The Tustin Water Works, now the water department of the City of Tustin, was established in 1887 and is the oldest business in Tustin. Charles F. and Hiram Willard, and Henry Adams formed Willard Brothers Water Works, utilizing an artesian well on the site which it still occupies on the corner of Main and Prospect. Planned to prosper with the boom of the late 1880s, the business faltered when the expected prosperity weakened.
After Adams left the firm, and his brother moved to Northern California, Charles Willard continued the losing venture. In 1897, he sold the business to his former schoolmate, C. E. Utt. Utt paid $2,000, a loss of $6,000 plus for Willard. The business reportedly lost money for the next 30 years. In Volume I, History of Orange County (Mrs. J. E. Pleasants, 1931), Utt writes, I, probably because I didn’t know any better, took over the business and have operated it for 35 years. During this period, it has increased from 50 customers to 800, or from a losing business to a fairly profitable one. This increase cannot be taken as a gauge of population growth. A large part of it is due to the extension of the mains to include new territory. Now the old Willard Water Works serves a territory as large as the city of Santa Ana with only about one-tenth the population. Utt changed the name to Tustin Water Works, drilled a new well and replaced the steam driven pumps with gasoline driven pumps. These changes cut his costs significantly.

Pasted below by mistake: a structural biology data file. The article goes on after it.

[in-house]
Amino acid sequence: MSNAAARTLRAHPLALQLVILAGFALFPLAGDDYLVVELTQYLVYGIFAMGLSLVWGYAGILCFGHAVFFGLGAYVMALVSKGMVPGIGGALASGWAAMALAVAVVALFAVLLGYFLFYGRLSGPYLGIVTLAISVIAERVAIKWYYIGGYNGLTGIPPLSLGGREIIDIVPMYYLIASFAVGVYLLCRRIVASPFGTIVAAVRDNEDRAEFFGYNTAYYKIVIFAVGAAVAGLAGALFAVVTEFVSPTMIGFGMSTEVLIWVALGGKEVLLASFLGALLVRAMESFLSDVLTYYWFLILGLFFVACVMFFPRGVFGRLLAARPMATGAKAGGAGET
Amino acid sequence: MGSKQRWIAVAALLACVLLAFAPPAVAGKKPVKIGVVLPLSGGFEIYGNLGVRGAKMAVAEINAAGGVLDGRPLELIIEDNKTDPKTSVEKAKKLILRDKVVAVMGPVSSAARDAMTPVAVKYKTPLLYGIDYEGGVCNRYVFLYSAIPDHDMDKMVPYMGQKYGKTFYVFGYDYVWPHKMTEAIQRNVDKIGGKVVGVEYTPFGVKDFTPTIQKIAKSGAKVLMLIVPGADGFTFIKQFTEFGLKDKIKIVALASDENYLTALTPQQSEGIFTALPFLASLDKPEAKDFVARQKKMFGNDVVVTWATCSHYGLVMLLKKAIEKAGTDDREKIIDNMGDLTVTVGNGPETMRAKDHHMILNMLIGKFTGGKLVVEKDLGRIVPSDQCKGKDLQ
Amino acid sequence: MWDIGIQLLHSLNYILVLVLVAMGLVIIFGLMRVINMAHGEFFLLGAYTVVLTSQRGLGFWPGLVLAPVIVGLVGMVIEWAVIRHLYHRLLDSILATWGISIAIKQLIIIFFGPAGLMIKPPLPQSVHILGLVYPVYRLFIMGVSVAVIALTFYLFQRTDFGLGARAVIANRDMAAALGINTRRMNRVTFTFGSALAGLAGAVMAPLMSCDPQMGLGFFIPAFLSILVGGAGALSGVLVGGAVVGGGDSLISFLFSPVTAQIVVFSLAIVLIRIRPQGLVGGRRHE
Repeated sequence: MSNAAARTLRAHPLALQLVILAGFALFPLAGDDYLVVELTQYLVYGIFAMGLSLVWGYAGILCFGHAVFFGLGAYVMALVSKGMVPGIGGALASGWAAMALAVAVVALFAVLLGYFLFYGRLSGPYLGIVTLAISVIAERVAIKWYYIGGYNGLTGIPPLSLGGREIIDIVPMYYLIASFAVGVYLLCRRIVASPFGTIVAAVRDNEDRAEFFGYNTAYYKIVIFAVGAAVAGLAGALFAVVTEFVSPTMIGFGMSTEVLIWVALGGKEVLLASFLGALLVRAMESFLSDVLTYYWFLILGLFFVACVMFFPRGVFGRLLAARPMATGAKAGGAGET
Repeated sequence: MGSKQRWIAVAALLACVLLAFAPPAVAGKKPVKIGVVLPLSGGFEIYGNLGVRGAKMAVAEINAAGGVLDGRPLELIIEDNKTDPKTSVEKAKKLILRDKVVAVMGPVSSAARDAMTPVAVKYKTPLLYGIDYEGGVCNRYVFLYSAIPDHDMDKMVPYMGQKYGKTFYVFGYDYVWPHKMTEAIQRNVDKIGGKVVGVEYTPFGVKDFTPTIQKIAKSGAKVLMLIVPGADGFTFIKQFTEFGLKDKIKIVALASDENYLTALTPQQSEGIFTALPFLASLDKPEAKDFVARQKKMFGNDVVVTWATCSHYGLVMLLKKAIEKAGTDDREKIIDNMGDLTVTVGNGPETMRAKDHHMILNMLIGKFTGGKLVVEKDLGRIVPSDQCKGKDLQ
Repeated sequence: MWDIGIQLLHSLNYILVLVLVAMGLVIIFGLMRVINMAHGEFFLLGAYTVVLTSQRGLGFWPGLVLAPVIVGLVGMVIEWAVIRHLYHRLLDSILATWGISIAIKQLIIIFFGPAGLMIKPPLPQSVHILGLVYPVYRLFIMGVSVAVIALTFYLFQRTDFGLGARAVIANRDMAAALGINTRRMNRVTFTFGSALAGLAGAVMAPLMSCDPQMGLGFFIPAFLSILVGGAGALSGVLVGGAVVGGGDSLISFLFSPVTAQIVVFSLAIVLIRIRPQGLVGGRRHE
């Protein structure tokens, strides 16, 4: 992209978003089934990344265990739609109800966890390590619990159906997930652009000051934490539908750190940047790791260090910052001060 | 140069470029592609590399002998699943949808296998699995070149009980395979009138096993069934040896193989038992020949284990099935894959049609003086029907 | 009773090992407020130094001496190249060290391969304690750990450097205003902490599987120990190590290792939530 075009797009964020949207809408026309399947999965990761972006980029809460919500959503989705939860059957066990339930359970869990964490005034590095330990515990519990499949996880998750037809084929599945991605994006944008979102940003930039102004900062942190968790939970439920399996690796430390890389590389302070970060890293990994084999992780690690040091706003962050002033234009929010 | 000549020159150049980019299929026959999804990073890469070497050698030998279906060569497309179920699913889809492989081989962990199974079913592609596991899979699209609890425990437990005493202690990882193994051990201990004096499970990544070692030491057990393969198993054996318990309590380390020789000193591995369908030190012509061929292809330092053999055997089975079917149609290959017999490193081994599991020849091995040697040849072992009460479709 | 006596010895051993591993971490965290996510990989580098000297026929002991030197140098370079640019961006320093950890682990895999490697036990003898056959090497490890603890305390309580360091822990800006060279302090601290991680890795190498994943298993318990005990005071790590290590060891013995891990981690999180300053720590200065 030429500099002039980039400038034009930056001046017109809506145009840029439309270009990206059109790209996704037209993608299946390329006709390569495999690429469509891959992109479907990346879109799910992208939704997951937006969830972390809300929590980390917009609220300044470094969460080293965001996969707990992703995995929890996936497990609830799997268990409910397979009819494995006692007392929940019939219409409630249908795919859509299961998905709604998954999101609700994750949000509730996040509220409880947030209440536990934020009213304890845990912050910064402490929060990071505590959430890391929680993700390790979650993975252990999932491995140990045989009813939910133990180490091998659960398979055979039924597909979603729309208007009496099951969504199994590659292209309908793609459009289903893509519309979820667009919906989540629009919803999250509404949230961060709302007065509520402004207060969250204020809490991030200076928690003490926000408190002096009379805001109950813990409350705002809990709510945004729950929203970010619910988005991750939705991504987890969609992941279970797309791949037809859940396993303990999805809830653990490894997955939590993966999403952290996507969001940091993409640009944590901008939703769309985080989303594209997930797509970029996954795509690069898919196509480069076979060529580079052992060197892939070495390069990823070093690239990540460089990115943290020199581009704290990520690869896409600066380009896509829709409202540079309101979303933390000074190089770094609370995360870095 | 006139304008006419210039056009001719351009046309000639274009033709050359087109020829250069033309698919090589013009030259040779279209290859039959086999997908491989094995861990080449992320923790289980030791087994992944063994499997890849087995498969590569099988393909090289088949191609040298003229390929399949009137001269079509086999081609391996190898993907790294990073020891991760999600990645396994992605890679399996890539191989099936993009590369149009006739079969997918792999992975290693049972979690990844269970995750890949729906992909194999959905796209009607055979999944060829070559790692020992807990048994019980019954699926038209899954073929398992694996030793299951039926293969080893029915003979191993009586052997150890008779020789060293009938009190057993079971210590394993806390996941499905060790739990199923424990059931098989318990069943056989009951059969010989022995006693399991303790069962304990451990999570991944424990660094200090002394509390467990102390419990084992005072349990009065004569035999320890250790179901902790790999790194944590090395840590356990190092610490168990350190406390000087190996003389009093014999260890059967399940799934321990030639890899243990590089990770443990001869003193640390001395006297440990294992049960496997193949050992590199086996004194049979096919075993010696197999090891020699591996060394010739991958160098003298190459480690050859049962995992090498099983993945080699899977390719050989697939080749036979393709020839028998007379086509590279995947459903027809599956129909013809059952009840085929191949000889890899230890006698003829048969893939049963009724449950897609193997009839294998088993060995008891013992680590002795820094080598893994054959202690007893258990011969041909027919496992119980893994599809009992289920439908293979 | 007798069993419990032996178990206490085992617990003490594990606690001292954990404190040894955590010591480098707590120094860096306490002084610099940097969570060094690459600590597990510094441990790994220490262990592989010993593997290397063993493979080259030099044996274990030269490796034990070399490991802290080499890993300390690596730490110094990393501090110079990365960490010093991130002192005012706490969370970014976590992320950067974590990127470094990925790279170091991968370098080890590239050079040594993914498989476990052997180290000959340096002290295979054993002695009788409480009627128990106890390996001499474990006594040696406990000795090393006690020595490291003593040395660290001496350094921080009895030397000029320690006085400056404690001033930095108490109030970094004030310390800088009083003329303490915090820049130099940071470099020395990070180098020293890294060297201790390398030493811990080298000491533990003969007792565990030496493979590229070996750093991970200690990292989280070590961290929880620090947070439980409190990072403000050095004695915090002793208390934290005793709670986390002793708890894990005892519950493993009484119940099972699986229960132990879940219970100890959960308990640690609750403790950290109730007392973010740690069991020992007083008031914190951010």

The Utt family operated the water works for over 80 years. Stepson Walter Rawlings became superintendent and was in charge during Tustin’s post World War II growth. New equipment and replacement buildings maintained the efficiency of the company.
The City of Tustin acquired the water works in 1982. In addition to building an underground reservoir at the cost of nearly $9 million, the city has replaced the old buildings with new structures, using a style of architecture reminiscent of the 1900s. These house the well, pumps, generator and treatment plant. The well provides the new reservoir, which has 2.2 million gallon capacity, with 1,400 gallons a minute. The water works can produce 12% of Tustin’s total water needs each year.
The Willard brothers never dreamed Tustin residents would ever use 13 million gallons a day.